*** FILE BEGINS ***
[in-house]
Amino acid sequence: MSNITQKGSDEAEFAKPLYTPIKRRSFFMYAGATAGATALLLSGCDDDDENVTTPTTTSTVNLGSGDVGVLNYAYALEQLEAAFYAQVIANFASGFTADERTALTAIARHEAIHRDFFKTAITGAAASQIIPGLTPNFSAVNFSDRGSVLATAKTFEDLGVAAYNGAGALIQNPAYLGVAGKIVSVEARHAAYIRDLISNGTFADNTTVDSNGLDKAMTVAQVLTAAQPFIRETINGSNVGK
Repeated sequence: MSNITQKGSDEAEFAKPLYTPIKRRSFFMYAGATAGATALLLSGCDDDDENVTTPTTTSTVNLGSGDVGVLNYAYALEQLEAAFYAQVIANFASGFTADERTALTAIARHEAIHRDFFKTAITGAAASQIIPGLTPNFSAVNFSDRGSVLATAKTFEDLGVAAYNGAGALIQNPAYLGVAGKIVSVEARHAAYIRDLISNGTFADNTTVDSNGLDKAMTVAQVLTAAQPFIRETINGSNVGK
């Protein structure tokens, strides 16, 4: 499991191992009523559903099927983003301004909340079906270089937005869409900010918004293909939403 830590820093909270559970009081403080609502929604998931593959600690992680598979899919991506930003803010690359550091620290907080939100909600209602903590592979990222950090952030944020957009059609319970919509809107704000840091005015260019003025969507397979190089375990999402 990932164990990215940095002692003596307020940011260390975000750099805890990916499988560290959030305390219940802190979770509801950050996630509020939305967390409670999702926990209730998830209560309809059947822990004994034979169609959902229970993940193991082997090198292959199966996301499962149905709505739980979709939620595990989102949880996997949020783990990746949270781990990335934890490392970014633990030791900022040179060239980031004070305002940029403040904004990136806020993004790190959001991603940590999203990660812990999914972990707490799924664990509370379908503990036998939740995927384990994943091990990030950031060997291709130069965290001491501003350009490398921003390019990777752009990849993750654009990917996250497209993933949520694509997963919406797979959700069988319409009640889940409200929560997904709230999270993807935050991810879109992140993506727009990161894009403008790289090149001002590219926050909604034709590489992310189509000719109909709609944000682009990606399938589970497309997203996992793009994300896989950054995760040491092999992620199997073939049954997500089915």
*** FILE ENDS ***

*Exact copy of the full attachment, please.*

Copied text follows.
[in-house]
Amino acid sequence: MSNITQKGSDEAEFAKPLYTPIKRRSFFMYAGATAGATALLLSGCDDDDENVTTPTTTSTVNLGSGDVGVLNYAYALEQLEAAFYAQVIANFASGFTADERTALTAIARHEAIHRDFFKTAITGAAASQIIPGLTPNFSAVNFSDRGSVLATAKTFEDLGVAAYNGAGALIQNPAYLGVAGKIVSVEARHAAYIRDLISNGTFADNTTVDSNGLDKAMTVAQVLTAAQPFIRETINGSNVGK
Repeated sequence: MSNITQKGSDEAEFAKPLYTPIKRRSFFMYAGATAGATALLLSGCDDDDENVTTPTTTSTVNLGSGDVGVLNYAYALEQLEAAFYAQVIANFASGFTADERTALTAIARHEAIHRDFFKTAITGAAASQIIPGLTPNFSAVNFSDRGSVLATAKTFEDLGVAAYNGAGALIQNPAYLGVAGKIVSVEARHAAYIRDLISNGTFADNTTVDSNGLDKAMTVAQVLTAAQPFIRETINGSNVGK
């Protein structure tokens, strides 16, 4: 499991191992009523559903099927983003301004909340079906270089937005869409900010918004293909939403 830590820093909270559970009081403080609502929604998931593959600690992680598979899919991506930003803010690359550091620290907080939100909600209602903590592979990222950090952030944020957009059609319970919509809107704000840091005015260019003025969507397979190089375990999402 990932164990990215940095002692003596307020940011260390975000750099805890990916499988560290959030305390219940802190979770509801950050996630509020939305967390409670999702926990209730998830209560309809059947822990004994034979169609959902229970993940193991082997090198292959199966996301499962149905709505739980979709939620595990989102949880996997949020783990990746949270781990990335934890490392970014633990030791900022040179060239980031004070305002940029403040904004990136806020993004790190959001991603940590999203990660812990999914972990707490799924664990509370379908503990036998939740995927384990994943091990990030950031060997291709130069965290001491501003350009490398921003390019990777752009990849993750654009990917996250497209993933949520694509997963919406797979959700069988319409009640889940409200929560997904709230999270993807935050991810879109992140993506727009990161894009403008790289090149001002590219926050909604034709590489992310189509000719109909709609944000682009990606399938589970497309997203996992793009994300896989950054995760040491092999992620199997073939049954997500089915």